JH: “Listening to music, chatting. Doing groceries, cooking. And going to jam sessions. Back then I lived right beside café De Sport, a flourishing and legendary jazz spot. At that time in his life, Woody rarely touched his instrument. But one day he said, ‘Ok, I feel like playing a bit’. We went to De Sport where the regular trio of pianist Frans Elsen featuring bassist Jacques Schols and drummer Eric Ineke was playing. Physically, Woody was in bad shape. But his playing was totally enchanting. I remember that he played The Man I Love, very subdued and humbling. When we finished, Woody made clear that he wanted to go home and have some sleep. This was very unlike Woody! He said, ‘I believe that this was the last time that I played.’ Incredibly and unfortunately, it was.”
FM: He was one of the great innovators of jazz trumpet and a keeper of the flame, preaching modern jazz at a time when fusion was the big thing.
JH: “Definitely. If there is one trumpeter that embodies the whole history of jazz but who is totally original, it’s Woody. What more could you ask for? His playing echoed Louis Armstrong and at the same time was super hip. It’s the max. When Shaw lived in Europe during the last years of his life, few musicians actually knew who he was or how great he was. If you ask about Shaw nowadays, many trumpeters pick him as their big favorite.”
FM: What are your favorite Woody Shaw recordings?
JH: “My favorites are live recordings. I think, however great he was, that he was less comfortable in the studio. Live is a totally different ballgame. Those posthumous albums that were instigated by his son Woody III, like the Bremen and Tokyo albums, as well as the the High Note releases, are unbelievably good. How can someone who lives such a chaotic personal life act at such a continuous high level? It’s astonishing. I have a lot of bootleg cassette tapes from live performances and radio broadcasts from the 1970’s and 1980’s. That’s when you hear him playing totally different and original versions of the same compositions night after night. Truly amazing. His memory was fabulous and his ears were pitch-perfect.”
FM: What did you learn from Woody Shaw?
JM: “Study at least 8 hours a day when you’re young, over and over again. That’s the only way to become great at what you do. But also have a bit of a ball, go out, experience life. Woody was absurd. His constitution must’ve been very strong. Same goes for Freddie Hubbard and Wynton Marsalis, I think. Woody studied eight or nine hours every day, then went to a gig and a jam session afterwards. Every day, every week, on and on. Who can put that thing in his mouth for so long? Woody III told me that he should not dare to come in his dad’s room with this or that message, like ‘telephone’ or ‘dinner’s ready’. He just didn’t hear him and kept on playing! He was one with the trumpet. But he also partied hard.”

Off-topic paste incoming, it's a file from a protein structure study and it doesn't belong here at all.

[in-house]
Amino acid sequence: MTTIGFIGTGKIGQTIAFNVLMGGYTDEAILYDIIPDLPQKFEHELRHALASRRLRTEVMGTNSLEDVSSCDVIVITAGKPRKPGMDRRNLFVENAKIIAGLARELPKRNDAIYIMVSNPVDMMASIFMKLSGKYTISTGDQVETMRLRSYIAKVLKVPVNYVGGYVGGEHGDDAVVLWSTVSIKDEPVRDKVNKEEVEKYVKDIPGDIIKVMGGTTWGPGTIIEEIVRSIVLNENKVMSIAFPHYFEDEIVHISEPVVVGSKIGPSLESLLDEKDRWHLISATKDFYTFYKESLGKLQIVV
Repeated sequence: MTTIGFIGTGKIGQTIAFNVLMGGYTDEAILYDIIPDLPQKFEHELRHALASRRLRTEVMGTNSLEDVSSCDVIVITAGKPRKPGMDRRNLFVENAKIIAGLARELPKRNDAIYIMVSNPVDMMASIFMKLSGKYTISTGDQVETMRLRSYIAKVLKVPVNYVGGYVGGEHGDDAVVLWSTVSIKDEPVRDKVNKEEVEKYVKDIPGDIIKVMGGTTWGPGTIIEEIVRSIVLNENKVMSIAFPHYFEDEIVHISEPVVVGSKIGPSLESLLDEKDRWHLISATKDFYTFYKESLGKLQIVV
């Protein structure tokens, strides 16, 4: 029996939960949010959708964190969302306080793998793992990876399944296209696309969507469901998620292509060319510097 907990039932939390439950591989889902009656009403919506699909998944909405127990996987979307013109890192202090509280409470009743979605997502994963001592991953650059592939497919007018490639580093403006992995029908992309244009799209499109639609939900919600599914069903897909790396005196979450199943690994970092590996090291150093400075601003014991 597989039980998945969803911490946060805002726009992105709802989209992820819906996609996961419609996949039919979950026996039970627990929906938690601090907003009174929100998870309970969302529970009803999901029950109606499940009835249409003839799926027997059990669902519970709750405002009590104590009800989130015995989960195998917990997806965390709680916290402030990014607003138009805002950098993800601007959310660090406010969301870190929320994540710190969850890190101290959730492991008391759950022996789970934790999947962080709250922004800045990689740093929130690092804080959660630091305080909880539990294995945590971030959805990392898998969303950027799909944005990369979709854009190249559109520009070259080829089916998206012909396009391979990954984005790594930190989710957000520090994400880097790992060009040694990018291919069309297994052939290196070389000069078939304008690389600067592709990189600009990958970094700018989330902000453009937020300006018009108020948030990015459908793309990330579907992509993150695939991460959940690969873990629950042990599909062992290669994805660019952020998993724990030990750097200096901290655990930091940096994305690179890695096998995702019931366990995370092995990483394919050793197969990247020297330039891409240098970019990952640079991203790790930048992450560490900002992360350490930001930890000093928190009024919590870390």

“Woody heard me study a couple of times. He rarely gave comments but one time he said: “Man, don’t try to play like me. You’re not ready for that stuff. First listen to Lee Morgan and his cadenza on Night In Tunesia. Then we’ll talk again.””
FM: I have the feeling that students today are too well-mannered. Well at least for my taste. Where’s the son of a bricklayer that kicks ass? I realize this might be false romanticism.
JH: “Think twice. I’ve seen plenty of very talented youngsters go berserk. That’s what happens with the ones who already have a lot to say on their instrument. If somebody threatens to go overboard, we will have a talk. But I will be honest and mention that I was no saint! But as a matter of fact, I’m more worried about students that are always dressed immaculate, whose hair is neatly combed and who are never a minute late and perfectly prepared. No mistaking, that’s good. But then again, something must be wrong!”
FM: How do you teach? A bit like your mentor, the late great Ack van Rooyen?
JH: “The things he said took a long time to sink in. Ack talked about developing stories, grabbing the listener’s attention, becoming a unity with the rhythm section. And putting that thing out of your mouth now and then. These realizations come with age. I’m sure that some of my students will sometimes mutter, ‘what’s that old sock saying?!’ Ack was beautiful, we went to jam sessions together till the wee wee hours but be in class next morning at ten. He was very kindhearted but also to the point. I remember one time, I was playing a piece and Ack said: ‘Yes, Jar, you have no trouble handling the trumpet, but I haven’t heard anything beautiful.’ Bam, uppercut. But then he touched my arm and said: ‘The power of youth…’. Beautiful. As a teacher you need to be supportive but able to say things like, ‘ok, fine but your timing is bad.’ I also strictly believe in the advice of Stan Getz, who said that ‘the only thing you need is better players around you.’”